A Taranaki farmer is involved in a tense stand-off with Shell after refusing to let the oil giant set off seismic surveying explosives on his land.
Nigel Douds initially gave permission but now says he wasn't properly informed of the potential environmental impacts of detonating the charges.
Mr Douds runs about 100 dairy cows on his Kapuni farm that has been in the family since the early 20th century.
He said when Shell Todd Oil Services (STOS) visited him ahead of the survey - which aims to build a picture of the mineral wealth underground - he was told the impact would be minimal.
"And one of my major questions was how many holes would I have on the property and they said maybe three on this side and possibly only one on the other.
"And I thought that's more minimal cause that's what they're talking about, but then to find there's 28 of them that's not minimal, not when they're in rows here and able to effect huge areas."
Mr Douds said the explosives were putting at risk his attempt to regain organic certification, and he wanted them removed.
"The situation is they just stay here until STOS can remove them and that's my position.
"I will never concede to letting them be exploded to minimise the risk because that is what we are trying to stop."
Taranaki Energy Watch spokesperson Sarah Roberts said Mr Douds' situation was just the tip of the iceberg.
"What we were seeing was real life situations which involved undetonated explosives where they hadn't gone off when they were supposed to and they were being left in the ground and also people were starting to talk about water quality issues with us.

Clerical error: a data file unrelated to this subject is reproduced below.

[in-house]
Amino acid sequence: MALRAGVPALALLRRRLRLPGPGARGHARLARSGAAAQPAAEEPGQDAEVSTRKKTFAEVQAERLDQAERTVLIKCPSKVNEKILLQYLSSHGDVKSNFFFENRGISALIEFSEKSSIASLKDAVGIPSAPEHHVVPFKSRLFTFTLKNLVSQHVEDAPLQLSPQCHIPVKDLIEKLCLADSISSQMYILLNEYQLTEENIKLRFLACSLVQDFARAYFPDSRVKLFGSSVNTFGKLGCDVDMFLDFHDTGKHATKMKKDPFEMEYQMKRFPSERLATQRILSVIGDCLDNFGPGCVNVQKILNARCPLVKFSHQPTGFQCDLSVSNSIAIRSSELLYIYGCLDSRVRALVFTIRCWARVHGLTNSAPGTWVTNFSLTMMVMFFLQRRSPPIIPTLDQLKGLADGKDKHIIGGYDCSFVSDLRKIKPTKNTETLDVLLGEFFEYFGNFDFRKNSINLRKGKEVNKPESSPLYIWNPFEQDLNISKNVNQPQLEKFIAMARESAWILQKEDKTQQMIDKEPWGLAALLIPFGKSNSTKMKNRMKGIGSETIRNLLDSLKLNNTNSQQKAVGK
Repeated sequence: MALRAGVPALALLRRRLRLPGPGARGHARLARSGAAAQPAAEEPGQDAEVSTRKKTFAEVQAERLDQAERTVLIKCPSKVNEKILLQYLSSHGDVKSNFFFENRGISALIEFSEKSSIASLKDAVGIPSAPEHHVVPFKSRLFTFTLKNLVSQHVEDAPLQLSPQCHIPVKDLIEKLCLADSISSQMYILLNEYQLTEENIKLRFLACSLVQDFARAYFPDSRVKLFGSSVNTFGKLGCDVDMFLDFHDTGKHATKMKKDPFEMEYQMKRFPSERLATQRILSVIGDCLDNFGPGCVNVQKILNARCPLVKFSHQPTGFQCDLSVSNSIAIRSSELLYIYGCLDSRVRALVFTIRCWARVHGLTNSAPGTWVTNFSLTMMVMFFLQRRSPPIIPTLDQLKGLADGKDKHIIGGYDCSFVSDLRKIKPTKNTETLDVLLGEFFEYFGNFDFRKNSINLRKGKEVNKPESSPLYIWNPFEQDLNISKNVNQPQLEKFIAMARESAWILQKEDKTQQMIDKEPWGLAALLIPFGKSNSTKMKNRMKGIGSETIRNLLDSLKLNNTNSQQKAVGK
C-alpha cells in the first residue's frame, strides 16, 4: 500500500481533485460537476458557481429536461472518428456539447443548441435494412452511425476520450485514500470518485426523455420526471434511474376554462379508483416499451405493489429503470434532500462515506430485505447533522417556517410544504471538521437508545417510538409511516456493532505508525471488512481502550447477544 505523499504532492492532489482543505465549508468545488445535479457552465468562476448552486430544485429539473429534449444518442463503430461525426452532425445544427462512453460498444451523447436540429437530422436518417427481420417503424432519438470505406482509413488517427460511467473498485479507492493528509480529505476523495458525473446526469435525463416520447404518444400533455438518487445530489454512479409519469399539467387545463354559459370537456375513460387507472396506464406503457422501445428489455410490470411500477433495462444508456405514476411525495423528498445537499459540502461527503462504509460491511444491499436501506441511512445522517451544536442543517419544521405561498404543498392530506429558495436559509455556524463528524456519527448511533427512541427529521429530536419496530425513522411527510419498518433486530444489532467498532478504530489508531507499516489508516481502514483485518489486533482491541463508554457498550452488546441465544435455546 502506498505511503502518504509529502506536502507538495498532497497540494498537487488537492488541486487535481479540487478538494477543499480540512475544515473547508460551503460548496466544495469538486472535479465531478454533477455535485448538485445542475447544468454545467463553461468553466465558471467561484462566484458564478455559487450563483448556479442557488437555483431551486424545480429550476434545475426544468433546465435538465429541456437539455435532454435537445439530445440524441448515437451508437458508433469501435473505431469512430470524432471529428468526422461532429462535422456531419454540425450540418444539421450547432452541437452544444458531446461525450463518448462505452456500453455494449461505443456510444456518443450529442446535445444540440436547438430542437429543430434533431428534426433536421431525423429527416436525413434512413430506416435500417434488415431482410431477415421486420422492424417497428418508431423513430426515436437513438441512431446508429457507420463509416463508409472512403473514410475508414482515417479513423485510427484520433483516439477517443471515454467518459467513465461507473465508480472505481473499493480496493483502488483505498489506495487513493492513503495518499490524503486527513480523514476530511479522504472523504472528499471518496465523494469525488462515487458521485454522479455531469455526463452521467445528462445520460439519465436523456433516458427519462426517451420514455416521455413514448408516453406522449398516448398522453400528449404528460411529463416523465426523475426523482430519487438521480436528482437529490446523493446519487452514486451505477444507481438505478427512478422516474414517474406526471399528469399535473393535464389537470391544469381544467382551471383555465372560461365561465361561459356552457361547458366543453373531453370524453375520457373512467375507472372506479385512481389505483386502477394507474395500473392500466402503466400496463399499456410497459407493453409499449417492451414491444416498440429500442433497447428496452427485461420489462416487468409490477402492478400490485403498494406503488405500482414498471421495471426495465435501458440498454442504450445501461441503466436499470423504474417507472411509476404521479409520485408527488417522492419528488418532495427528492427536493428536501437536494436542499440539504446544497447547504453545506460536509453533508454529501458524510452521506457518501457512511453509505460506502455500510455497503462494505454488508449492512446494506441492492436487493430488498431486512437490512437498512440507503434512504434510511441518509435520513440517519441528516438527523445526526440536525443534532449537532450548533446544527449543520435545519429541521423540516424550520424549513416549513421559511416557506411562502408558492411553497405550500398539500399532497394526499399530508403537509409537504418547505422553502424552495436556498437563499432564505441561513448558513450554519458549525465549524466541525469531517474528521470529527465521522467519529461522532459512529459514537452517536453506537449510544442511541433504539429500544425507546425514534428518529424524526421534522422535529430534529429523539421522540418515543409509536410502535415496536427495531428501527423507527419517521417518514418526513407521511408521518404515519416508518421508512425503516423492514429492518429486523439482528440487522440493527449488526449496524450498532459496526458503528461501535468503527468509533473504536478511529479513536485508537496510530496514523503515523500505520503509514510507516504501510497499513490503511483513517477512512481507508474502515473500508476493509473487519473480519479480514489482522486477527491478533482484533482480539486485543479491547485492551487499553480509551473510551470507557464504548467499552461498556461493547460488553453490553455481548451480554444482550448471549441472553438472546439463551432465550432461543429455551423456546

"Now none of these risks were outlined to the families when they were asked to give access by the company."
Mrs Roberts said Energy Watch raised its concerns about the survey being a permitted activity with the Taranaki Regional Council in March.
"And now what we find is the regional council has retrospectively granted consent for up to 1300 properties without getting written approval which is required under the Resource Management Act.
"They must do it and they must get it from the landowners and as far as we are concerned this is unheard of."
The retrospective consent covers the 450 square kilometres of the Kapuni survey area and the 24,000 seismic shots - or 4.8 tonnes of explosives - on about 1300 properties.
In a statement the regional council's director of resource management Fred McLay said the issue raised by Energy Watch was technical in nature rather than a matter of environmental concern.
"The environmental effects of the discharges are less than minor so no parties are considered adversely affected and written approvals were not required."
Mr McLay said when the charges were set off the explosives vaporised and few contaminants remained.
"These are largely naturally occurring compounds, including nitrogen gas, water, carbon dioxide, carbon monoxide, aluminium oxide and calcium carbonate which are discharged in the bottom of the hole at depth.
"The conclusion is that the individual and cumulative effects are very minor and do not pose a risk to local groundwater supplies and users."
Shell Todd Oil Services general manager Rob Jager said he was aware regulatory matters had been raised about the survey and the company was working to resolve them.
Mr Jager said the company consulted with local councils before the project began and had acted in good faith.
"For our business, the safety of people and the environment comes first. Where shortcomings have been identified, we have sought to address them immediately in collaboration with the relevant agencies and individuals."
But Sarah Roberts did not think that was good enough and she wanted the Minister for the Environment to investigate.
"None of this activity has been consented with the landowners' knowledge which is appalling. We believe New Zealand Petroleum and Minerals, which issued the permits in the first place, should be involved and we should be informing the Minister for the Environment who these councils work under."
Mr Jager said STOS had been granted landowner permission to access 98 percent of the planned survey area and it would continue to work with these people to obtain important data to inform the future of New Zealand's oldest natural gas field.